Further, spatially relative terms, such as “beneath,” “below,” “lower,” “above,” “upper” and the like, may be used herein for ease of description to describe one element or feature's relationship to another element(s) or feature(s) as illustrated in the figures. The spatially relative terms are intended to encompass different orientations of the device in use or operation in addition to the orientation depicted in the figures. The apparatus may be otherwise oriented (rotated 90 degrees or at other orientations) and the spatially relative descriptors used herein may likewise be interpreted accordingly.

Typically, a susceptor ring is structured as a two piece susceptor ring assembly that is disposed about, and adjacent to, a susceptor that supports a substrate during processing. The susceptor ring assembly is designed to absorb and retain radiant energy from heating source(s) during processing to reduce the amount of energy loss from the edge of the susceptor and substrate. The susceptor ring assembly is also configured to receive and locate temperature sensing devices, such as a thermocouple, at different locations about the susceptor. A thermocouple may be utilized to measure localized temperatures about the susceptor. The susceptor ring assembly typically includes an upper ring and a lower ring, wherein a corridor is formed between the upper and lower rings for a thermocouple. Each of these thermocouples is comprised of two wires formed of dissimilar metals that are fused at one end to form a thermocouple junction therebetween. An internal ceramic insulator may maintain a separation between the wires of the thermocouple and a sheath made of a non-conductive material able to withstand high temperatures may surround the ceramic insulator and wires. In certain embodiments, the sheath may be made of a material such as quartz.

Typically, an upper susceptor ring and the lower susceptor ring both include an L shaped structure, such that the two L shaped structures may connect at their extremities to form a susceptor ring assembly with a single walled, rectangular cross section. However, due at least to the fluctuation in temperatures within the reaction chamber as well as the high temperatures to which the two-piece susceptor ring is exposed, parts of the lower and upper susceptor ring may not fully connect and form gaps between the upper ring and the lower ring. These spaces often allow process gases to enter the gap in which the thermocouples are located. The process gases can contact the outer surface of the thermocouples and cause deterioration of the thermocouple sheath. The deterioration of the sheath of the thermocouple may lead to a reduction in the accuracy of the temperature measured and the reduction of the lifetime of the thermocouple.

Accordingly, the present disclosure provides various embodiments of upper susceptor rings and susceptor ring assemblies. These upper susceptor rings may include full enclosure at the ends of a thermocouple disposed within the upper susceptor ring and at least partial enclosure for the thermocouple along other parts of the upper susceptor ring. Furthermore, the upper susceptor ring may include full enclosure for a thermocouple when closer to a leading edge of the upper susceptor ring and partial enclosure of the thermocouple (e.g., enclosure with an exit opening for thermocouple egress from the upper susceptor ring) when closer to a trailing edge of the upper susceptor ring. Also, an enclosure of the upper susceptor ring for a thermocouple may extend from the ring walls of the upper susceptor ring toward the trailing edge of the upper susceptor ring.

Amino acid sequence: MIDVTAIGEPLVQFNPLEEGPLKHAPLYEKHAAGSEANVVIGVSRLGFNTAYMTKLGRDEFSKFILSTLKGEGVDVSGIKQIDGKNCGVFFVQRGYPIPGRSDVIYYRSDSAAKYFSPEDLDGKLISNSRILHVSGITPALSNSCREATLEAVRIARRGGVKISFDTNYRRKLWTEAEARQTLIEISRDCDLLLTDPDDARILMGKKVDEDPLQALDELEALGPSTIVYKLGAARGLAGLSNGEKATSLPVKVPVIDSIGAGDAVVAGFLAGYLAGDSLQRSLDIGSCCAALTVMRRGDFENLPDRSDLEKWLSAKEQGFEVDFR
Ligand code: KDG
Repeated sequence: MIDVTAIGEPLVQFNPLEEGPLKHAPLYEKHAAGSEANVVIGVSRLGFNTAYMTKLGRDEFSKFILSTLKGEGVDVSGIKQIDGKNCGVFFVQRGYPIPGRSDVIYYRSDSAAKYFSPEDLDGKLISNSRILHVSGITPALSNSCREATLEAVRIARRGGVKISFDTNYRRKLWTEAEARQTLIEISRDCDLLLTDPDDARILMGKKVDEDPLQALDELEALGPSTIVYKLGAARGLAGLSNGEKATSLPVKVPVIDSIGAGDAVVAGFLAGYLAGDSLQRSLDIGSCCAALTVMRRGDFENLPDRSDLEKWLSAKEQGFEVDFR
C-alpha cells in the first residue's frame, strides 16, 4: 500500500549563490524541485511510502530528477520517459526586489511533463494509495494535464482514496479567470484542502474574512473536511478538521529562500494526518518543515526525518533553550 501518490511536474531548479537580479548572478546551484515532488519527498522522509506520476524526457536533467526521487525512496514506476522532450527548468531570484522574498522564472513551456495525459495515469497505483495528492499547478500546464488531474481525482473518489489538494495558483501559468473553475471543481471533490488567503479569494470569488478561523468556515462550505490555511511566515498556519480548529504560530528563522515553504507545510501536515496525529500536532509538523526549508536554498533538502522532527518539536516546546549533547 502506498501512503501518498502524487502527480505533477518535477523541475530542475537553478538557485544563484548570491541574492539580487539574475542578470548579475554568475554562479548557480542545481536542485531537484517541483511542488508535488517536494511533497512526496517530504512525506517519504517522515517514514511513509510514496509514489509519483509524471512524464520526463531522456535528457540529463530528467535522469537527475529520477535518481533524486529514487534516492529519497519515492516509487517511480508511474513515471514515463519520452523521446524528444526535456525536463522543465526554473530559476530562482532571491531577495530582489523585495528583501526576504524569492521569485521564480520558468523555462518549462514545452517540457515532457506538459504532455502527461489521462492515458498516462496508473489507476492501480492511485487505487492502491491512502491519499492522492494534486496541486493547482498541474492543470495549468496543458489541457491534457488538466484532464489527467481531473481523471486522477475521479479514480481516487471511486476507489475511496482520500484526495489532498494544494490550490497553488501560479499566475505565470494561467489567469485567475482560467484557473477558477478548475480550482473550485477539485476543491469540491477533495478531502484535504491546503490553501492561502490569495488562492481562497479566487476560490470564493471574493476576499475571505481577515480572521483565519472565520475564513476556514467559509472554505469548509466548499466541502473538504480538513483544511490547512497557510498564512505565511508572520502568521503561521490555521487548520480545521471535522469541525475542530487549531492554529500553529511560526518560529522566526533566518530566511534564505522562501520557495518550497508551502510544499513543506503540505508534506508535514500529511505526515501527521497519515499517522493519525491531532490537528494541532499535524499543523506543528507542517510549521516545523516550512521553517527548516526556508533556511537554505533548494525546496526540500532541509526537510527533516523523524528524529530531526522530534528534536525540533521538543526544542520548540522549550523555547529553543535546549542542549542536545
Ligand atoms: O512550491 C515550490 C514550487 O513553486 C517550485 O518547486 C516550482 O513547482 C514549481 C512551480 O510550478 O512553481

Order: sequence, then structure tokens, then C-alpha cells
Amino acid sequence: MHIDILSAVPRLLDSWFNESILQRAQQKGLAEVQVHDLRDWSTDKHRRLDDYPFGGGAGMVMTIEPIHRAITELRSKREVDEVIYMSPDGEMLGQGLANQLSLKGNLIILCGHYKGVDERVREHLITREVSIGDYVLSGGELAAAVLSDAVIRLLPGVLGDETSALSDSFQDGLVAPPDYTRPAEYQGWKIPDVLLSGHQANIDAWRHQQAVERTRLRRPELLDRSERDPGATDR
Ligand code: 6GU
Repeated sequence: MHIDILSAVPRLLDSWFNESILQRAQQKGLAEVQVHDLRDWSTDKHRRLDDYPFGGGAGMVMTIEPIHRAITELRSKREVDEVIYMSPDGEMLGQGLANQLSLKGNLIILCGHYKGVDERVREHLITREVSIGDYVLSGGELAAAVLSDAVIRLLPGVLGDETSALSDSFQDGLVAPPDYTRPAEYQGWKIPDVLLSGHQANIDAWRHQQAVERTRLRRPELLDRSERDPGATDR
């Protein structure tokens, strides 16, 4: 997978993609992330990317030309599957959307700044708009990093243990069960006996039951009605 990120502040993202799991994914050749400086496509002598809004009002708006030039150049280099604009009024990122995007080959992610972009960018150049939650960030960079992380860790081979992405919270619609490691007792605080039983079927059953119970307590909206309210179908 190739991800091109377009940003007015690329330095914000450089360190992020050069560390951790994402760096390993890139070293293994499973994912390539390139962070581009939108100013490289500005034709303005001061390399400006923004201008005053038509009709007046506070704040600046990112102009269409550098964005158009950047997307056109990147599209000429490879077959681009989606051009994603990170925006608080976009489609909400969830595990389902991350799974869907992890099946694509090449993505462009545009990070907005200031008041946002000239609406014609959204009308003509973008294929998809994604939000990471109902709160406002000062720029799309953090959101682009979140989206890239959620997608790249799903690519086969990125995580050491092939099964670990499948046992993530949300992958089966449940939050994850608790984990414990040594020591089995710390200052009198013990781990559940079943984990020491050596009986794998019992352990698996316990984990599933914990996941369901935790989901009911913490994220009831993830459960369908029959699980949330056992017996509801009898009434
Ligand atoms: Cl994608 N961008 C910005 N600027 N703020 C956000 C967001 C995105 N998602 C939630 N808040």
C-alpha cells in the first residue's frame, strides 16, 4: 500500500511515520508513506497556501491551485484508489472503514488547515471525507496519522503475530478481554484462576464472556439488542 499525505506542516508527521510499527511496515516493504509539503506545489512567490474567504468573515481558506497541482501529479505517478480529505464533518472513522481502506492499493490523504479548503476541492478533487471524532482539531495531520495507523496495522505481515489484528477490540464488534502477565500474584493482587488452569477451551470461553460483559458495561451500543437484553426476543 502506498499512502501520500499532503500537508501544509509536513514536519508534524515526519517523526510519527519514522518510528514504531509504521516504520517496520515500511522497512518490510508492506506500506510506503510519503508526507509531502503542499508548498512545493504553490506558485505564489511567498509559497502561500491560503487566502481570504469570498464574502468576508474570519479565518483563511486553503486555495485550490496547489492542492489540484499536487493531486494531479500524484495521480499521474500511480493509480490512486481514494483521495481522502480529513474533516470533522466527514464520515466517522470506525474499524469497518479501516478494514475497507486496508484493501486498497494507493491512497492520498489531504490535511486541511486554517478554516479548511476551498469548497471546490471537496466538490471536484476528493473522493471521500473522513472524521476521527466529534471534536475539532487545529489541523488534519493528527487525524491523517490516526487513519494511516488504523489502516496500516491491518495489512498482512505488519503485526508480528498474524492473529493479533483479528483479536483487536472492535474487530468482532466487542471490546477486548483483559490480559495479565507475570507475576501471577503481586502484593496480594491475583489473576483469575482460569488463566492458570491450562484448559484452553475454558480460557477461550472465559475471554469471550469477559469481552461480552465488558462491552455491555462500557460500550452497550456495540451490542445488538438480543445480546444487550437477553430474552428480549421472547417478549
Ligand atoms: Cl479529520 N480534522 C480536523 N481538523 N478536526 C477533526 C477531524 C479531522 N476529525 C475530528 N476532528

When assembled as part of a thermocouple assembly with a bottom susceptor ring, the thermocouple assembly may be double walled in parts where the upper susceptor ring overlaps with the lower susceptor ring. For example, the lower susceptor ring may still be structured with a traditional L shape. This L shape structure of the lower susceptor ring would form a double wall when overlaid in conjunction with a fully enclosed portion of an upper susceptor ring.

FIG. 1 is a cross-sectional view of a reactor for a semiconductor processing tool with a susceptor ring assembly, in accordance with some embodiments. The semiconductor processing tool may be, for example, a chemical vapor deposition (“CVD”) reactor 102. While the illustrated embodiment is a single substrate, horizontal flow, cold-wall reactor, it should be understood by one skilled in the art that the susceptor ring technology described herein may be used in other types of semiconductor processing reactors. The reactor 102 includes a reaction chamber 104 defining a reaction space 108, radiant heating elements 110 located on opposing sides of the reaction chamber 104, and a susceptor support mechanism 112. The reaction chamber 104 is an elongated member having an inlet 111 for allowing reactant gases to flow into the reaction space 108 and an outlet 114 through which the reactant gases and process by-products exit the reaction space 108. In an embodiment, the reaction chamber 104 is formed of transparent quartz. It should be understood by one skilled in the art that the reaction space 108 may be formed of any other material sufficient to be substantially non-reactive with respect to the reactant gases introduced into the reaction space 108 and the process by-products resulting from a process reaction.